Approximately 30 million Americans are affected by rare diseases, which is why every year on the last day of February, we celebrate “Rare Disease Day.”
Story updated on 04/26/2017
Spark Therapeutics commemorated Rare Disease Day 2017 with fanfare in Philadelphia!
We started the day celebrating Mayor Jim Kenney’s proclamation that the last day in February is now officially Rare Disease Day in the City of Philadelphia. Back in our home offices, we gathered together for a viewing of the documentary, Rare in Common. Probably the most rewarding event of the day, however, was the opportunity to hear from those living with inherited retinal diseases in a company-wide event. Many thanks to Dr. Chris Moen, President of the Choroideremia Research Foundation, and Laura Manfre, President and Co-Founder of Sofia Sees Hope, who joined us for our Rare Disease Day panel. Their insight and generosity in sharing their perspective with Spark Therapeutics infused the day—and our work—with even deeper meaning.
Original Story Published on 2/20/17
Inherited Retinal Diseases are rare conditions. In fact, retinitis pigmentosa—one of the most common inherited retinal diseases—only affects approximately one in 3500 people in the U.S. Despite this rarity, you are not alone! No matter which condition brought you into the IRD community, you are connected to each other by shared experiences and hope that research may lead to potential new treatment options. And on February 28th, in a call to action on International Rare Disease Day, you can add your voice to the millions of individuals worldwide also living with a rare disease.
Rare Disease Day was first launched in Europe in 2008 by the European Rare Disease Organization (EURORDIS). The following year, the National Organization for Rare Disorders (NORD) became a partner to extend the initiative into the United States, and groups from several other regions participated as well. Today, over 100 countries host Rare Disease Day events, with more getting involved each year.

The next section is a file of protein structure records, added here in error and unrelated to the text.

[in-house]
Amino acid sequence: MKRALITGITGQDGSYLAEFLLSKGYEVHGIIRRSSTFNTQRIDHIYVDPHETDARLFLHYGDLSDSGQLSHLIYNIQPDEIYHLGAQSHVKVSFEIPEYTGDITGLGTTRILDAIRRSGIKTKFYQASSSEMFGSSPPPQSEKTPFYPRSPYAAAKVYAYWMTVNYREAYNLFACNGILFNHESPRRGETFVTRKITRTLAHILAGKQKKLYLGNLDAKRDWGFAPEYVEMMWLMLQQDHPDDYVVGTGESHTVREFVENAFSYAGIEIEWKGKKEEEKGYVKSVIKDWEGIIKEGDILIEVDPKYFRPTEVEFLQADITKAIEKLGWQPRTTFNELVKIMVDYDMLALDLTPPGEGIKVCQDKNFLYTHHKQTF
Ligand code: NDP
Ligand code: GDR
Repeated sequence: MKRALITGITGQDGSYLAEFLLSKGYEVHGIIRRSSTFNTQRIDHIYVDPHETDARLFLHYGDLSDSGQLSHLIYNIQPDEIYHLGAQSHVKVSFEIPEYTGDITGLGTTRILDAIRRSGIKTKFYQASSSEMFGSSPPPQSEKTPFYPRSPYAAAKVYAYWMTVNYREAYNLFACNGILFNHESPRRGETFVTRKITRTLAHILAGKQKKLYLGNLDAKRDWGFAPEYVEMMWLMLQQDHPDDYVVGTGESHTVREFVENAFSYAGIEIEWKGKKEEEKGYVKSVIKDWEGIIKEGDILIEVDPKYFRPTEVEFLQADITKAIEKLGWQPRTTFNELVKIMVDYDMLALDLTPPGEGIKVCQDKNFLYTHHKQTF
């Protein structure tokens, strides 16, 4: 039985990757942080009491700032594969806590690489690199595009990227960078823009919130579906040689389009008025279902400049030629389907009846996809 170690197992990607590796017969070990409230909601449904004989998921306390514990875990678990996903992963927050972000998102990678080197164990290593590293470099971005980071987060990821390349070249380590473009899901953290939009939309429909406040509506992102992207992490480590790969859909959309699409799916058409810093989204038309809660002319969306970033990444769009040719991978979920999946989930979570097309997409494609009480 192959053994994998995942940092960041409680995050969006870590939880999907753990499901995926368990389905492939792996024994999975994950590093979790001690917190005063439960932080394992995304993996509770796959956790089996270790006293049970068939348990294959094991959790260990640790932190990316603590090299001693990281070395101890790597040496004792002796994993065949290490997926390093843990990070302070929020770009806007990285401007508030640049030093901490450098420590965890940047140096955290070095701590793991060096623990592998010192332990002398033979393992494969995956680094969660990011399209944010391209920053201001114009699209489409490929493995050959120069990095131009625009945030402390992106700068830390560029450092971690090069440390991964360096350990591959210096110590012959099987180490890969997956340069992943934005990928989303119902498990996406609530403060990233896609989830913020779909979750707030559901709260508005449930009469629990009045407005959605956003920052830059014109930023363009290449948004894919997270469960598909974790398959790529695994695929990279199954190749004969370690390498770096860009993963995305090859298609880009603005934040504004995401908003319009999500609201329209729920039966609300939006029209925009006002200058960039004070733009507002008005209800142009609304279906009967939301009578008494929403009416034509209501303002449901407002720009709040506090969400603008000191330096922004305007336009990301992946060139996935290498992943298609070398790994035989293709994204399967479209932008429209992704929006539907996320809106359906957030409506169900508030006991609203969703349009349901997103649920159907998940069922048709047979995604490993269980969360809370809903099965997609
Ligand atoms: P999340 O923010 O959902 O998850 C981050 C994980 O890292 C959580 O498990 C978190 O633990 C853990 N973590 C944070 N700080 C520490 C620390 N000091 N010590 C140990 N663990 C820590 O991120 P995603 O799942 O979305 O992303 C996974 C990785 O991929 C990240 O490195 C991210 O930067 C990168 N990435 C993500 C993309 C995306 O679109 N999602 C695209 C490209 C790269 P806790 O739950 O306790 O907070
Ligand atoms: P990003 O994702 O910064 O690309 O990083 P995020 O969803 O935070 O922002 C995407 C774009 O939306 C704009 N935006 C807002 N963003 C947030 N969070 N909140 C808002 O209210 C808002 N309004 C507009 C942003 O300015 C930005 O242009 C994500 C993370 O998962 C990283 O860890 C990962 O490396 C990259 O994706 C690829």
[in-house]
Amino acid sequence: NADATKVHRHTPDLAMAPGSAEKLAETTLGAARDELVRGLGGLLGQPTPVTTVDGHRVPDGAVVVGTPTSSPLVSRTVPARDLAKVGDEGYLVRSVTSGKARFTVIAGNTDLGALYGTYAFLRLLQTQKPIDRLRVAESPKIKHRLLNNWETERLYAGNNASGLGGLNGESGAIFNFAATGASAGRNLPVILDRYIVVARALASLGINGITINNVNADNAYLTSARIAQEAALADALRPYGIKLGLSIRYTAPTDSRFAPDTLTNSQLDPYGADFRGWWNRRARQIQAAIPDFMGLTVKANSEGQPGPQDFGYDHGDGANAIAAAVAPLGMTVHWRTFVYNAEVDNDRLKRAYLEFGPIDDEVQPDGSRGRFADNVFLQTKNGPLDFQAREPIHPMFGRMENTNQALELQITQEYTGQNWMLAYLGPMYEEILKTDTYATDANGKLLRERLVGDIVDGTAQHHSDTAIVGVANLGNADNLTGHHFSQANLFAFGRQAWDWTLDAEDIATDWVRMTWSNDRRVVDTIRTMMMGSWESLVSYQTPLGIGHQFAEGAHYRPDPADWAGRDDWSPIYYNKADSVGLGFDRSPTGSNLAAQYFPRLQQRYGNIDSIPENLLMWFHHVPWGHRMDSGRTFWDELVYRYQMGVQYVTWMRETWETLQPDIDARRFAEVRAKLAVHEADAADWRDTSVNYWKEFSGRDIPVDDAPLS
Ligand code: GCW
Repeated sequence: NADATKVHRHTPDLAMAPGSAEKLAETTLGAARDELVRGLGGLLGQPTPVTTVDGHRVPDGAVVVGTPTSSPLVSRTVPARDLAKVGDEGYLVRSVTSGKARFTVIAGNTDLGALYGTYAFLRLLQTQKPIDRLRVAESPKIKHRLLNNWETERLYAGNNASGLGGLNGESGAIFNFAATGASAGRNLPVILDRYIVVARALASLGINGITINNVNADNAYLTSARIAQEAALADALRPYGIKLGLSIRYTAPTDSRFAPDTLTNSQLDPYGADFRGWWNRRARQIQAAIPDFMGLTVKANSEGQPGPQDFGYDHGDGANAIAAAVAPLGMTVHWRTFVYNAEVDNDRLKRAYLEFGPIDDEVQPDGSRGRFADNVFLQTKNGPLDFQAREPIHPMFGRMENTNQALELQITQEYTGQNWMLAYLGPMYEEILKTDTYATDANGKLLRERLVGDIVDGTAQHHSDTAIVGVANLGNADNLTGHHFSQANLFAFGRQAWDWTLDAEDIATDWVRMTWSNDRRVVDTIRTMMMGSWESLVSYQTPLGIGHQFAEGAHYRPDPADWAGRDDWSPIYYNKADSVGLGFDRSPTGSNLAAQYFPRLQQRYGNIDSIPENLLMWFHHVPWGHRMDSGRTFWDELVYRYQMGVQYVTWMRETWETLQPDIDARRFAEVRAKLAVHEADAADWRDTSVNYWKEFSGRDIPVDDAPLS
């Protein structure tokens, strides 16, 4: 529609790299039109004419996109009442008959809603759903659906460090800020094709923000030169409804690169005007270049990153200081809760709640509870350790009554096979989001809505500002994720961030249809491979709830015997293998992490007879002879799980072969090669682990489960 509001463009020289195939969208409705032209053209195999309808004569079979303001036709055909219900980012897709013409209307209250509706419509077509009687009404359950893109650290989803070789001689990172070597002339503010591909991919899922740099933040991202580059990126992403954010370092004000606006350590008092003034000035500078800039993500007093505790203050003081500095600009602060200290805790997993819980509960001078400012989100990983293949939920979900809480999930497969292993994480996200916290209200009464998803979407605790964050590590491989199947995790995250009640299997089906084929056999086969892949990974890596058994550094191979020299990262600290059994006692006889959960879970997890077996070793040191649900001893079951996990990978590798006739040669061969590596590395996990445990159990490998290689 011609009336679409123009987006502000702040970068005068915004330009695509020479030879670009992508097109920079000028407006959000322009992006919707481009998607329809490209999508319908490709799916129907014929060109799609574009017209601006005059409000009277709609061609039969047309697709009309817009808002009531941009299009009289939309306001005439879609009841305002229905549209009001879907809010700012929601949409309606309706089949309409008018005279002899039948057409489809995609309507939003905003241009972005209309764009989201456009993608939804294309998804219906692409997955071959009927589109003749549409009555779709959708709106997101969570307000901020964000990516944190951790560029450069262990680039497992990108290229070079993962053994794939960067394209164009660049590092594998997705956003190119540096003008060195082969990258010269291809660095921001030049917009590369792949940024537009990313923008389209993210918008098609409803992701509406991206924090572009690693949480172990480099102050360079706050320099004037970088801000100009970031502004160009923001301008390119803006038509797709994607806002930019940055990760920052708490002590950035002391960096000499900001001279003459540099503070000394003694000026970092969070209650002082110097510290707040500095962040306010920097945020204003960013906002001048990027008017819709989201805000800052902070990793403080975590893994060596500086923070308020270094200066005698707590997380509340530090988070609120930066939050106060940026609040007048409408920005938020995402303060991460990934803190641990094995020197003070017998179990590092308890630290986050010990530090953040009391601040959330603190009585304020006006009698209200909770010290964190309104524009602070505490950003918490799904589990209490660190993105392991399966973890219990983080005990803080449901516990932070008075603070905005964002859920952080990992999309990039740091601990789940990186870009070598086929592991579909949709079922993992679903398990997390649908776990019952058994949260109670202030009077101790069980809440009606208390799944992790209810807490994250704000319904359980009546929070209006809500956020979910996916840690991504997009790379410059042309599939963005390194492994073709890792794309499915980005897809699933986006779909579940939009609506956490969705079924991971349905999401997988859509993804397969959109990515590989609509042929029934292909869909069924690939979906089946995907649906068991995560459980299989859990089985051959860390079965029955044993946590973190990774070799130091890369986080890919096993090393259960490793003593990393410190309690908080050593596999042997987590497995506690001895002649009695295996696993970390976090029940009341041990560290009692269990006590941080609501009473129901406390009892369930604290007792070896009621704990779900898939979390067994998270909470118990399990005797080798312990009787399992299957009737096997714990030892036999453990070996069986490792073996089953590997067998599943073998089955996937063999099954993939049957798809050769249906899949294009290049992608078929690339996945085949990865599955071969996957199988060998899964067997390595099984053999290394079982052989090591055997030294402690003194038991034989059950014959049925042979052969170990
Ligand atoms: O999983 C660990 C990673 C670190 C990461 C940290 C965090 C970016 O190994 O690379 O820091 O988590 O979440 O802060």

Advocacy is the goal of this annual, international campaign, according to information on the EURORDIS website:
“The main objective of Rare Disease Day is to raise awareness amongst the general public and decision-makers about rare diseases and their impact on patients' lives. The campaign targets primarily the general public and also seeks to raise awareness amongst policy makers, public authorities, industry representatives, researchers, health professionals and anyone who has a genuine interest in rare diseases.”
Every year, a different theme unifies activities taking place worldwide. This year’s Rare Disease Day slogan focuses on research: "With research, possibilities are limitless."
We encourage the aSharedVision.com community to help make the voices of those living with rare retinal diseases heard. If you are interested in policy issues, there is a week of activities in Washington, D.C., supported by the Everylife Foundation for Rare Diseases. Many states hold activities at their state house, where members of the rare disease community are welcome to join. For a list of general activities in your state, or to find other ways to participate virtually or via social media, please visit NORD’s Rare Disease Day U.S. website.